Substance abuse changes the chemical makeup of the brain. Once a person stops the use of any addictive substance, the body tries to adapt again without them, and this causes withdrawal symptoms. Some substances can be stopped cold turkey, but it’s dangerous to do that with other types. Ones that can be stopped gradually will make dealing with withdrawals a bit easier.
How To Deal With Addiction Withdrawals
Withdrawal symptoms and their intensity vary depending on several factors, such as the type of drug used, the duration of time spent using the drug, the method of usage, medical family history, and your personal health.
A general understanding of withdrawal would be:
– When withdrawal symptoms begin
– Peak of symptoms
– Duration of withdrawal
Different substances have a different timeline of withdrawals, which are briefly described here:
Alcohol: The first withdrawal symptoms begin to appear around eight hours after the last drink. The peak is between 24-72 hours, which can last from a few days up to several weeks.
Prescribed opiates: These drugs include such medicines as Vicodin or OxyContin, and withdrawal could begin within 8-12 hours after last using the drug. It peaks at 12 to 15 hours and usually lasts 5 to 10 days.
Benzodiazepine: Drugs such as Xanax and Valium fall into this category. The onset of benzodiazepine withdrawal usually begins after 1 to 4 days after quitting the drug, and its peak is within the first two weeks. Withdrawal usually lasts a few weeks, but prolonged withdrawal isn’t uncommon, and can continue on for months or even years.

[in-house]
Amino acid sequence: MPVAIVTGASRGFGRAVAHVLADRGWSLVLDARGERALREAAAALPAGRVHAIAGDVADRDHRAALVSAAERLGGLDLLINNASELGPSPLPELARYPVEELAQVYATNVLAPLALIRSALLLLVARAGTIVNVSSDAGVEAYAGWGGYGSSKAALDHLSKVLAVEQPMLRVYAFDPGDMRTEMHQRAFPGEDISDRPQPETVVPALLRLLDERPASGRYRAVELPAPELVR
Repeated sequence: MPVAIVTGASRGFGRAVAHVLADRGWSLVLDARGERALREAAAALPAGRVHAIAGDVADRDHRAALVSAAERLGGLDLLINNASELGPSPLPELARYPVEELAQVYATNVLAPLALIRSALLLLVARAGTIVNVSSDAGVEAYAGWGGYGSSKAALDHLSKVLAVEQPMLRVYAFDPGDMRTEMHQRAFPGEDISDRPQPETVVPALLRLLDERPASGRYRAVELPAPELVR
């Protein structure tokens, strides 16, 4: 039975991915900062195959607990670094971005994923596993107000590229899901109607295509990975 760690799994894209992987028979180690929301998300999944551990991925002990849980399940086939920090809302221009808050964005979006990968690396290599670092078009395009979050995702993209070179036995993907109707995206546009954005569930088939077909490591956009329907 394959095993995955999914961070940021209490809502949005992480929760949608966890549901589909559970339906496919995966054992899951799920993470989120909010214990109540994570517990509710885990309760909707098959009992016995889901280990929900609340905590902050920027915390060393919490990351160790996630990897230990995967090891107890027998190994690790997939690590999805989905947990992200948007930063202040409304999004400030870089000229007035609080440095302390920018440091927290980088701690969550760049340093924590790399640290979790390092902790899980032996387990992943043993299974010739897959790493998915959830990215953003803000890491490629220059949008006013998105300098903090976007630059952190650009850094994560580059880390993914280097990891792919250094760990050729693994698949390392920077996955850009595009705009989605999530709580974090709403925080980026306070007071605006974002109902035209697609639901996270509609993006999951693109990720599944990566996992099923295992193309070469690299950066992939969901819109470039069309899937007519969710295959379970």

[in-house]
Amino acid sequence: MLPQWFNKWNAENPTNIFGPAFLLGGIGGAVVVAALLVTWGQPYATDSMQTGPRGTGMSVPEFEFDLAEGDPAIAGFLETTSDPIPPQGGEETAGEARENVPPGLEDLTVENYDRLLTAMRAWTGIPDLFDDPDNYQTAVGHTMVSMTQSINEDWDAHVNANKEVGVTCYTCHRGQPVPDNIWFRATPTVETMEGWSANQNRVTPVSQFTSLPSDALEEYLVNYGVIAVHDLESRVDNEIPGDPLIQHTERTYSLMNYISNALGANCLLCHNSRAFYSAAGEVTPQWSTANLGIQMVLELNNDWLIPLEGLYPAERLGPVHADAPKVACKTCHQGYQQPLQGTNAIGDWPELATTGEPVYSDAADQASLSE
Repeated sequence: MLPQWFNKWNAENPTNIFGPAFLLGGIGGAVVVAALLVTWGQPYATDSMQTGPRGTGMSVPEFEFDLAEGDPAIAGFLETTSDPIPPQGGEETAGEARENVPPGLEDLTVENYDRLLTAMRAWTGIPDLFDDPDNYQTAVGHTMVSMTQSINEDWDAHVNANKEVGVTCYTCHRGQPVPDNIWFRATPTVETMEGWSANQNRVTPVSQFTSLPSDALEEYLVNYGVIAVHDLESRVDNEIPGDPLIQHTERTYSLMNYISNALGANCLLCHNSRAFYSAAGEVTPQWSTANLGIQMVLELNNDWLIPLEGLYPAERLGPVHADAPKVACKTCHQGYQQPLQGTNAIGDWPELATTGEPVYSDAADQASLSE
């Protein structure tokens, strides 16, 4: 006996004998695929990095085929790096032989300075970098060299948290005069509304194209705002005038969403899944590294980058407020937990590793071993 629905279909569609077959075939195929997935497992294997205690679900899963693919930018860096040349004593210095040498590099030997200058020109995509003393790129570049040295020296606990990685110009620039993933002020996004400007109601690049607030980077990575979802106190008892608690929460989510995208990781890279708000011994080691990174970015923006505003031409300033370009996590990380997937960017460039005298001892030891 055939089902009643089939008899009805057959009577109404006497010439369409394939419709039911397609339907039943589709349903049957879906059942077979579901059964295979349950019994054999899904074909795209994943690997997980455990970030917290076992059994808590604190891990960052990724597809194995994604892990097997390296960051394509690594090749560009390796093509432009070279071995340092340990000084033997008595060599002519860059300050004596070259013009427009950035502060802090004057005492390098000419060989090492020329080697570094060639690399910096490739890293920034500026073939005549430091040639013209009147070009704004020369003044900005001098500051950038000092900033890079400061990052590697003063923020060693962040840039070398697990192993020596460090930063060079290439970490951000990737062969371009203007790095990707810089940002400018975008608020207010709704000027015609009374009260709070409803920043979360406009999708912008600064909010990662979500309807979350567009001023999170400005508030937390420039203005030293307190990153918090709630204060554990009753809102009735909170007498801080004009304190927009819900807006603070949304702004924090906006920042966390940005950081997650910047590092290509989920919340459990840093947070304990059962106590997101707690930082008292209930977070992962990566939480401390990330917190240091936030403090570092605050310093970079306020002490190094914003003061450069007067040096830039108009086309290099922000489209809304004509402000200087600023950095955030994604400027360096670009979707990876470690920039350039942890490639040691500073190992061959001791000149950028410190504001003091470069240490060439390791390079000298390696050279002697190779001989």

Here are the general types of symptoms to be expected, and some advice on how to handle them.
Nausea: This is a common symptom and a nauseous feeling can be lessened by eating bland foods several times throughout the day rather than three squares. It’s also very important to keep hydrated.
Flu-like symptoms: Cold sweat, fever or chills will usually happen. Mild symptoms can be handled with over-the-counter non-inflammatory drugs, though it would be better to handle symptoms without the use of any medication. For chills, wear several pieces of clothes that you can easily remove when you feel too warm. Ice packs and cool compressions can also help bring down a temperature.
Shaking: Some substances, especially opiate drugs, can make limbs feel heavy and when stopped, the reverse happens making muscles and limbs feel loose which can cause shaking. Controlling the amount of caffeine and soda drinks can help minimize shakes. Focusing on tremors won’t help. It would be better to try different techniques of distraction.
Insomnia: During withdrawal, you might feel sleepy, but can’t get to sleep. Try to maintain a schedule as this will help your body to work like a clock. Also, make sure wherever you’re sleeping has a good environment for sleep such as the optimal temperature and lighting to help.
After admitting a substance problem, detoxing is the next step towards building a strong foundation for recovery. Feelings of fear, irritability, and depression are common, and it’s encouraging to seek help during this stage to ensure a completely successful withdrawal period. Help is always available from your loved ones as well as from professionals.